THE EFFECT OF ECONOMIC
FACTORS ON THE TAX RATIO IN
TRINIDAD AND TOBAGO
The University of the West Indies, Trinidad and Tobago
Loughborough University, U.K.
We focus on the potential economic factors of tax revenue in Trinidad and Tobago and present
cointegration test statistics for a second order VAR(2) based on Johansen’s maximum
likelihood approach. Our results suggest a positive relationship between the level of income
and the tax ratio and also that external debt and inflation impede the collection of taxes.
Additionally, we find that the degree of openness exerts an insignificant impact on the tax
ratio. Our study recommends potential areas that may be targeted in order to raise tax revenues
and which may also raise the consciousness that tax reform is a very important subject matter.
JEL Classifications: H2, C22, O54
Keywords: tax ratio, economic policy, cointegration, weak exogeneity, Trinidad and Tobago
Corresponding Author’s Email Address: Sandra.Sookram@sta.uwi.edu
The adoption of effective and efficient tax policy in developing counties is a
formidable challenge and has been the subject of theoretical and empirical study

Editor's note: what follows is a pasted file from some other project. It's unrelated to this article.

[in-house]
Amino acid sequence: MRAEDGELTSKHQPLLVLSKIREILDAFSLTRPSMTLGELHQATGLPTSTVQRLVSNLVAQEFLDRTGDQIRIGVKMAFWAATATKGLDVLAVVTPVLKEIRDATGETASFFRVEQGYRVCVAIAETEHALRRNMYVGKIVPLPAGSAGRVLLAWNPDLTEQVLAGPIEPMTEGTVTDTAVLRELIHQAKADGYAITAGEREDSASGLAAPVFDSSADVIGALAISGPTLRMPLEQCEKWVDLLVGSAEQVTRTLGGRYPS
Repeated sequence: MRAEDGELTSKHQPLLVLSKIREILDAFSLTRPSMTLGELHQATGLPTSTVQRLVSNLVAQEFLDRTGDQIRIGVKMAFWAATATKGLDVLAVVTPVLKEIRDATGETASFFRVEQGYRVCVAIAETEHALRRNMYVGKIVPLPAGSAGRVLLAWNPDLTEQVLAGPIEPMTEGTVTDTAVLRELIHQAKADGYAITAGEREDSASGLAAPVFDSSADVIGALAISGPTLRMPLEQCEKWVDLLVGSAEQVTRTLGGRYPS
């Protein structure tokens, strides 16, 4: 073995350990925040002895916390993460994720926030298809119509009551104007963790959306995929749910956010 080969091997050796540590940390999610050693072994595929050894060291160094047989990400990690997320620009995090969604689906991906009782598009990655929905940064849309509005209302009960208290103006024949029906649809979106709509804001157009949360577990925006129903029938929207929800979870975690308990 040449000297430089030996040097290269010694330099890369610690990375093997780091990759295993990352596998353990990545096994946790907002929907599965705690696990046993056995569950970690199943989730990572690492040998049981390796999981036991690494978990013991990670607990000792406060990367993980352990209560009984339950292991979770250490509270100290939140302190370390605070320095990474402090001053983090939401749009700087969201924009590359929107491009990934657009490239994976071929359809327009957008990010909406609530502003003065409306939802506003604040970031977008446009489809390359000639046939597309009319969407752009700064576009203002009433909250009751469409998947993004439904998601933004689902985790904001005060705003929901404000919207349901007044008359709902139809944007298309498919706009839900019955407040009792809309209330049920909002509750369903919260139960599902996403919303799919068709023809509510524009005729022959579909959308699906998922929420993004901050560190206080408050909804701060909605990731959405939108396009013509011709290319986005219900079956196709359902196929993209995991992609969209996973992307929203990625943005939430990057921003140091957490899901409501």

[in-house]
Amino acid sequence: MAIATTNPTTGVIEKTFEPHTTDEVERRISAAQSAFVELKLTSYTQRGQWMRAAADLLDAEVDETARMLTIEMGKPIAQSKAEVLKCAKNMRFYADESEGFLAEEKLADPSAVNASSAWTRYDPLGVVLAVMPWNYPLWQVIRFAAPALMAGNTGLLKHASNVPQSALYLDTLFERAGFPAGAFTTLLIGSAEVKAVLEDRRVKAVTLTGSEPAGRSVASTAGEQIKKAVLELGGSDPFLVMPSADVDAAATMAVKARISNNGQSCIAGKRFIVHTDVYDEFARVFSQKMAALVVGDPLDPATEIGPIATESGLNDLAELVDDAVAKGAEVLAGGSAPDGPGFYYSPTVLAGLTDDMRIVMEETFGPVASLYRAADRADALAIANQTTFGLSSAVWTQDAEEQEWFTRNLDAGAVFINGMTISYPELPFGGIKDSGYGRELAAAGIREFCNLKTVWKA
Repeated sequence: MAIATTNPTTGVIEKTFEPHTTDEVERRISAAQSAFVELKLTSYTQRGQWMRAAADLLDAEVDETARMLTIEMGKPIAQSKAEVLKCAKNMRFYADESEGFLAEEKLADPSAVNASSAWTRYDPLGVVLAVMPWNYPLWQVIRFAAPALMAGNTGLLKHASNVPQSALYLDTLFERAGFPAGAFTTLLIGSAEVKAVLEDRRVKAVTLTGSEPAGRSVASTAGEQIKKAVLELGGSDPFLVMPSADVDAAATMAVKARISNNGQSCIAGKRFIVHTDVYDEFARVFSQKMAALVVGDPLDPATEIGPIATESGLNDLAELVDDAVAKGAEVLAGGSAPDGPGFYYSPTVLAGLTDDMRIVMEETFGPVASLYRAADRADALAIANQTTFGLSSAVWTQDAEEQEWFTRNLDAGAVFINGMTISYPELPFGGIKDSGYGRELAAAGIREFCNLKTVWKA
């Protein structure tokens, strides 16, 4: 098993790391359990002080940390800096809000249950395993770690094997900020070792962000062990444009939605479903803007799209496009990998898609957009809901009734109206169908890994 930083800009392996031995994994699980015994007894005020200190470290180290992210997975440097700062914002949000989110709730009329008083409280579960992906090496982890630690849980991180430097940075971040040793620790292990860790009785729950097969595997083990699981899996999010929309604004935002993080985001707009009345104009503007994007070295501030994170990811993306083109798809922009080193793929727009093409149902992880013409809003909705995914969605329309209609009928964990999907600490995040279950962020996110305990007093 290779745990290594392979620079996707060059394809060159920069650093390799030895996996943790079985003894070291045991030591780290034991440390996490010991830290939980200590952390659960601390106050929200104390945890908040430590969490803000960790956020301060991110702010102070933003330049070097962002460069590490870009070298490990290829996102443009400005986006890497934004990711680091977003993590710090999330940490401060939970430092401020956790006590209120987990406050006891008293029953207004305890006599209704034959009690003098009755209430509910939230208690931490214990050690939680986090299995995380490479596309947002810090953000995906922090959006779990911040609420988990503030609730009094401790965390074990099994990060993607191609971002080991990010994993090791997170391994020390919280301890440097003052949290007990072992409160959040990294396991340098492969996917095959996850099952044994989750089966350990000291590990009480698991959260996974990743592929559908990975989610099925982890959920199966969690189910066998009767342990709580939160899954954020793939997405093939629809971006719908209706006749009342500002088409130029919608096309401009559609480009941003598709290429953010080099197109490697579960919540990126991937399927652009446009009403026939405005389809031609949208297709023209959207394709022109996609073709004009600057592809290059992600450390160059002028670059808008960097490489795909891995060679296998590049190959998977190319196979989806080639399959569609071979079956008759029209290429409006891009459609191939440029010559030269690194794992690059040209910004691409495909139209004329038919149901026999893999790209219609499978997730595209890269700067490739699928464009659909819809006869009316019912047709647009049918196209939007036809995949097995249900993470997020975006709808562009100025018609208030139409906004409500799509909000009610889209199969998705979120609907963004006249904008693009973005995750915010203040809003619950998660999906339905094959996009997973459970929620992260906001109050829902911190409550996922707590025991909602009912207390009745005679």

worldwide (see Burgess and Stern, 1993). Tax shares in developing countries
continue to be much lower than in developed countries, which make this research a
very important and still timely policy issue1. Studies increasingly highlight the
importance of tax revenues as an instrument for economic growth and development.
This study examines the Trinidad and Tobago context using time-series analysis.
This type of econometric investigation may be more useful from a policy perspective
since it allows for the consideration of the country-specific economic environment.
The World Bank classifies Trinidad and Tobago as upper middle-income
(World Bank List of Economies, 2005), but it still has a substantial hidden economy2,
high degree of poverty3 and is considered a developing economy. Nevertheless,
Trinidad and Tobago presents a unique case because, although it is an oil-rich
country, its tax revenue composition has not changed much from the 1960s and still
remains structurally similar to other developing countries. Developing countries tend
to lack diversification and most are characterised by one dominant sector in the
economy, in many circumstances the agricultural sector, and in examining the tax
ratio it is quite common to include at least one influential sector of the economy in
the set of independent variables in the specification. In the case of Trinidad and
Tobago the energy sector dominates and the government relies heavily on the energy
sector to finance expenditures. But, even so the energy sector